Morningstar ratings is quite a popular tool used by buy-and-hold-investors into mutual funds. Their star rating allows a lot of investors to shirk the responsibility of pre-selection of good and bad options. Buy-and-hold investors often do not want to take time to study what they buy.
But what are Morningstar ratings about ? It is a rating system created by Morningstar Inc. that ranks mutual funds based on their risk-adjusted performance over various periods. 5 stars is the best, 1 star is the worst.
Morningstar rating is about past performance
As you can see, Morningstar ratings is about past performance. But almost every document about investing can tell you the basic truth you must understand in the investing process:
PAST RESULTS ARE NOT INDICATIVE OF FUTURE RESULTS. THERE IS RISK OF LOSS AS WELL AS THE OPPORTUNITY FOR GAIN WHEN INVESTING IN MANAGED FUNDS
Most buy-and-hold investors want to invest only in products that that have four- or five-star ratings from investment researcher Morningstar. They believe that their ratings guarantee them quality and future results.
But there is one hidden rule about mutual funds. They do not make money in bear markets. They are long-only funds that are almost totally invested at all times. They often compare their results to some benchmarks-i.e. to some index like the S&P500.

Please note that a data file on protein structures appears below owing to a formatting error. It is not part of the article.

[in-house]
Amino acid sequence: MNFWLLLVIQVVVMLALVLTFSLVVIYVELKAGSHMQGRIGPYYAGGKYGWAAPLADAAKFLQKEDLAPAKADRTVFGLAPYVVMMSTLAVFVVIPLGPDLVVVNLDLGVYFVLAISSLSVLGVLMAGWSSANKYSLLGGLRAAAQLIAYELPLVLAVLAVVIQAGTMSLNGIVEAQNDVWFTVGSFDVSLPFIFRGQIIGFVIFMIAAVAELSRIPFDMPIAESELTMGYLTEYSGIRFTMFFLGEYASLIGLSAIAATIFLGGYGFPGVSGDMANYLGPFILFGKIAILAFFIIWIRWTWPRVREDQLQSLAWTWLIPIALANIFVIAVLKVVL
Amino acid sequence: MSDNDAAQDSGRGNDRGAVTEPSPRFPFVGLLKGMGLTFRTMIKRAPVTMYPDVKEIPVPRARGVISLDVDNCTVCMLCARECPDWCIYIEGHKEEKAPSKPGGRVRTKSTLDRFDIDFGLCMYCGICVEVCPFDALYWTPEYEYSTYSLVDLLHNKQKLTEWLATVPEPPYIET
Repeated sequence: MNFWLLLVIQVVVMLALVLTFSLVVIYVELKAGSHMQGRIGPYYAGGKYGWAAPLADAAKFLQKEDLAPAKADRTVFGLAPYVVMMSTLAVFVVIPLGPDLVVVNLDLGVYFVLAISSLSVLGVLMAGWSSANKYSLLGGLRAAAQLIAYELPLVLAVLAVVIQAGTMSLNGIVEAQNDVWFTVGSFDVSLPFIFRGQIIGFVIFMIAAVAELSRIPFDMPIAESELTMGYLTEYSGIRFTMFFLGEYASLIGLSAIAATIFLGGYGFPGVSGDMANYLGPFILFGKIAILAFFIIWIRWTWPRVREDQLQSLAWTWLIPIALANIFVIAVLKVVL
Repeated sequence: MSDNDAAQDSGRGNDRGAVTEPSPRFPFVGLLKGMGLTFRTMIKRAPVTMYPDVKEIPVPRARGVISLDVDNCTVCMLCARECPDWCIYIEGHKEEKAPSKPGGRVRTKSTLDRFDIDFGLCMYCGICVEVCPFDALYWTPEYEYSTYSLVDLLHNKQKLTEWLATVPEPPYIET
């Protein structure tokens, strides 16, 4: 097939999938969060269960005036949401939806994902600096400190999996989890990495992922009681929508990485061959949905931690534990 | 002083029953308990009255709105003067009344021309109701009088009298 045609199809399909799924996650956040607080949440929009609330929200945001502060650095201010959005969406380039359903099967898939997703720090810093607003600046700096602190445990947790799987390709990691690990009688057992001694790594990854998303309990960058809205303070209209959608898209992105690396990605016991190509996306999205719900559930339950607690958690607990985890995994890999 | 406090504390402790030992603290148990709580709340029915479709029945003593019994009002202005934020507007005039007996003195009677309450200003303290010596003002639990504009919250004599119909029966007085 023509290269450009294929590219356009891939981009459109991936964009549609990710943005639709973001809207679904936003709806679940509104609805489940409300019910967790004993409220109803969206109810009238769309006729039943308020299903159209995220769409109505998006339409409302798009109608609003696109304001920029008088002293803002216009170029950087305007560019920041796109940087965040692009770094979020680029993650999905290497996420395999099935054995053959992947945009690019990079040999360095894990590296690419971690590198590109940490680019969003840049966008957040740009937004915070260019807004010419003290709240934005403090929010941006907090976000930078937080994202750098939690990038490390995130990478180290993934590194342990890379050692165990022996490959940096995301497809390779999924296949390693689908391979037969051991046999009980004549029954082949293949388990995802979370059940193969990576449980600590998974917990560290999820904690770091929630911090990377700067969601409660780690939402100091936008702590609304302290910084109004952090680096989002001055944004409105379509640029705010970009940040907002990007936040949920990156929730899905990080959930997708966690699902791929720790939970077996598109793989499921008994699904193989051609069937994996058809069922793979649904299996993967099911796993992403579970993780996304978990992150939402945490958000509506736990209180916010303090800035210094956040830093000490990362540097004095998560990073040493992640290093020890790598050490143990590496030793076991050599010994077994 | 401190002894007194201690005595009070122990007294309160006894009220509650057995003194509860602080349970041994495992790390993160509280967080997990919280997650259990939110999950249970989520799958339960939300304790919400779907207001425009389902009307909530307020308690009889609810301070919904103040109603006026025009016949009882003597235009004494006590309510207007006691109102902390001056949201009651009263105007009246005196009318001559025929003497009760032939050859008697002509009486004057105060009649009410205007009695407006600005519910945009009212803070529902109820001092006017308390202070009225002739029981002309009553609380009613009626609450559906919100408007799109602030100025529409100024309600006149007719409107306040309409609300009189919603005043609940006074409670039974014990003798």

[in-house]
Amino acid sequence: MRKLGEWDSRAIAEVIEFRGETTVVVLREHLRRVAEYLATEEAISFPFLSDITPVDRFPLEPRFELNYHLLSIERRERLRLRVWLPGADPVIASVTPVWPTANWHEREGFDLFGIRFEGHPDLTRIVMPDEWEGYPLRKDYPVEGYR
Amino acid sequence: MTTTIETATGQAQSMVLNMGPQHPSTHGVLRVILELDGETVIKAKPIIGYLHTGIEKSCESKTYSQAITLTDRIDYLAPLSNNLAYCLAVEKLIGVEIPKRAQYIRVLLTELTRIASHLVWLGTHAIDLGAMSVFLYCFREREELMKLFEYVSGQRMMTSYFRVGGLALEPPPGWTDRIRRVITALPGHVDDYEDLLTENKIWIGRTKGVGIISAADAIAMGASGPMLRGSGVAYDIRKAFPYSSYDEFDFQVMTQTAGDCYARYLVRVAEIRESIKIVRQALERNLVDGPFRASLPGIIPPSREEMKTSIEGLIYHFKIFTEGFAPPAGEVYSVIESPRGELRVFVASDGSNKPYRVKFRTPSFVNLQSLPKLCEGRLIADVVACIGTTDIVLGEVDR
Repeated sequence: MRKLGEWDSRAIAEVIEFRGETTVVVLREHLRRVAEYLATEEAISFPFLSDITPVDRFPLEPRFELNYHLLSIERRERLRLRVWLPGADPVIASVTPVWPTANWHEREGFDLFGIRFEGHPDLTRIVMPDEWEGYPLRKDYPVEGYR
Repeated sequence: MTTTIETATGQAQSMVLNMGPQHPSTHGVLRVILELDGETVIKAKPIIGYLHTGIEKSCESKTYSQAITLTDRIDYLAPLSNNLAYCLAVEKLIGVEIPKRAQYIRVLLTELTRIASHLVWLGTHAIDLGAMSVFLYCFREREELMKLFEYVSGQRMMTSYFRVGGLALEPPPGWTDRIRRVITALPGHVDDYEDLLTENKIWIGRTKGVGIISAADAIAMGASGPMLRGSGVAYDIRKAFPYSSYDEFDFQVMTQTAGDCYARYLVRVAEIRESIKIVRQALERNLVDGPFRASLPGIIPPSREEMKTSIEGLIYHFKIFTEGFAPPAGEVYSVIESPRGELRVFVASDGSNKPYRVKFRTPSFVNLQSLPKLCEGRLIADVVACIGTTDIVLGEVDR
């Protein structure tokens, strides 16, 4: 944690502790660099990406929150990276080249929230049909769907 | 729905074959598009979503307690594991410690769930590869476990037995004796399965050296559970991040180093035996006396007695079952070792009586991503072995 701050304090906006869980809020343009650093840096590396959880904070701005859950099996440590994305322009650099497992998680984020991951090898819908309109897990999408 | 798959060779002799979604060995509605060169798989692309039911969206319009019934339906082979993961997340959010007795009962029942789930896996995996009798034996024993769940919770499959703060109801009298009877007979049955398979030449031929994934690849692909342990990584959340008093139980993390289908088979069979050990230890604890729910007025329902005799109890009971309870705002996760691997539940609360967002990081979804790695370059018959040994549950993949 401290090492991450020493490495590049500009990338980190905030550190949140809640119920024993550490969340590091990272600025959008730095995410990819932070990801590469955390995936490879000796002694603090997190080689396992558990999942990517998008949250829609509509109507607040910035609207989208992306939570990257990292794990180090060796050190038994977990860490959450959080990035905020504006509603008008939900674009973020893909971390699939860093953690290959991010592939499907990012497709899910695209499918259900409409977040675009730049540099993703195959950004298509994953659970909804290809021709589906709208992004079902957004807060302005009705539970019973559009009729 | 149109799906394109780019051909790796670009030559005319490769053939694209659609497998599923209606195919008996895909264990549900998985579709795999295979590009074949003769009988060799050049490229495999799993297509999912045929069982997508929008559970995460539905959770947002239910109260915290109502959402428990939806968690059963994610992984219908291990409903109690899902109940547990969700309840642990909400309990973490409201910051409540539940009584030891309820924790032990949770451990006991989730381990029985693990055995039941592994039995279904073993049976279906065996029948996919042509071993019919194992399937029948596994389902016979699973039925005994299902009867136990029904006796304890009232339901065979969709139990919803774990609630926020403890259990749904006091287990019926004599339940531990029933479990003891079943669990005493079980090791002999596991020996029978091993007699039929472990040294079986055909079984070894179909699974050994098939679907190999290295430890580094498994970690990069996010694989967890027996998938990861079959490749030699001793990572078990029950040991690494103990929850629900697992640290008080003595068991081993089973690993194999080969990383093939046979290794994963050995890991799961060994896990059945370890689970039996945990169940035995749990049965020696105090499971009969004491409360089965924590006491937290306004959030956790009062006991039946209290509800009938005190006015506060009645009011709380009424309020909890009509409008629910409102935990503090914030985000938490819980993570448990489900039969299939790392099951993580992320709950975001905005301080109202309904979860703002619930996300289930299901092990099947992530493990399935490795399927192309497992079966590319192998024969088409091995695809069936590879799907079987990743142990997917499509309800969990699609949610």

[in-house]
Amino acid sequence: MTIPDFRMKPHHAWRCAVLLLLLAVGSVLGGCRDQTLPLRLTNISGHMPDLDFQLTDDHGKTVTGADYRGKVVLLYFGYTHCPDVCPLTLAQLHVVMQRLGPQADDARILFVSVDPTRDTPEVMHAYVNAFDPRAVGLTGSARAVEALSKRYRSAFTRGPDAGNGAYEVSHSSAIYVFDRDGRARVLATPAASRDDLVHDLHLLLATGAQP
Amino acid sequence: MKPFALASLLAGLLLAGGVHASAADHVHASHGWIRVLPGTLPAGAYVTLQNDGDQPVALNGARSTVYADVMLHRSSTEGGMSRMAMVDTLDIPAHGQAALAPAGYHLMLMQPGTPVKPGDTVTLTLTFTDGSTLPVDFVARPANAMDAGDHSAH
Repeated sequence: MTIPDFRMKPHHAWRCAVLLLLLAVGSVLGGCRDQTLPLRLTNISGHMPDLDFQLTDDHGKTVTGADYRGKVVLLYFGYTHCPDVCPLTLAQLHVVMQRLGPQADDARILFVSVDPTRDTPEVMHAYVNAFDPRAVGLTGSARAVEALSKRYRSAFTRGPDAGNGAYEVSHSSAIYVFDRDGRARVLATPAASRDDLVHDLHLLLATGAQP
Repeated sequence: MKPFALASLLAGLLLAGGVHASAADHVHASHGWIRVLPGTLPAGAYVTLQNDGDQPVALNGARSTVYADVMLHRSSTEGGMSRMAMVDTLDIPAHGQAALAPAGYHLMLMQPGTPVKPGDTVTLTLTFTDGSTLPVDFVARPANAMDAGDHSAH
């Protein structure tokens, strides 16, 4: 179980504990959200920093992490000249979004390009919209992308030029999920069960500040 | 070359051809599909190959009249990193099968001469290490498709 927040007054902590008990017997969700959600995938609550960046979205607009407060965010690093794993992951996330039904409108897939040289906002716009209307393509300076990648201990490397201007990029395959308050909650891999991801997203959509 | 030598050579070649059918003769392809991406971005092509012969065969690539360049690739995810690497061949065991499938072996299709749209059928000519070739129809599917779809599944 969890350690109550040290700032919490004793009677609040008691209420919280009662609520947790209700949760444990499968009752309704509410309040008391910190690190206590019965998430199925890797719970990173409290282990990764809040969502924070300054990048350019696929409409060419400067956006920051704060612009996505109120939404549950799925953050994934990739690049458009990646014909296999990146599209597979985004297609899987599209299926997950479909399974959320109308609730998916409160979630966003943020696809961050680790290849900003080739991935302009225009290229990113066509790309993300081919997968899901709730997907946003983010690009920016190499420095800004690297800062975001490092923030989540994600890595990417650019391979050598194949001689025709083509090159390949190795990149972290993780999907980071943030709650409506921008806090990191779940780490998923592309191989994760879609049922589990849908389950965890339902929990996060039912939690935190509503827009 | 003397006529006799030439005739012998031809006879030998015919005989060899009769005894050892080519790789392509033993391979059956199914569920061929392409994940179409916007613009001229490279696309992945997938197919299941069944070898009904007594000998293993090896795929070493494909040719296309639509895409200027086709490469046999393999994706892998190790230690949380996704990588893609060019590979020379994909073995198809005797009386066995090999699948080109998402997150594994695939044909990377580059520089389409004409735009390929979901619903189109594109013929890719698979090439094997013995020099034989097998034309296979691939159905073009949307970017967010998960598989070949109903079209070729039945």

So if the S&P500 is down more then 20% and any fund is down only 15% , they tell investors – “We are winners, it is a success”. But they are losing money !!! Do investors really want to invest this way? These ratings do not help to solve this.
Be more active in buying and selling index mutual funds
I advocate for being a more active investor than rely on Morningstar. As any one can see from historical stock charts, it is really possible that a lot of investors do not make any money with buy-and-hold long-term investing. Today’s market and economic situation is much more uncertain. It is quite impossible to predict what is going to happen over more than a one year period.
An investor can stick with his/her index mutual funds. I would prefer to use exchange traded funds, as they have lower expense ratio but it is on every individual investor what he or she likes more.
Use technical stock market analysis to time your entries and exists
What does this mean? It is not necessary to be very active. I would like to recommend learning technical stock market analysis basics and learning when to be invested in and when to sell. It provide better hints than Morningstar ratings.
Do not be afraid to take profits from the table. It is much better to buy and sell several times during a 5 year period and take profits every time than see drops of 20% and more as profits vanish. It is important to understand that any profit is real only AFTER the investment or trade is closed!
A simple tool for timing these steps could be using stock market price chart of the S&P500 index together with moving averages. And the simple rules are:
- BUY when price of index moves above 200-day moving average and also 50-day moving average moves above 200-day moving average
- SELL when index drops below 200-day moving average.
Examples from the last few years can be found on these two stock market price charts: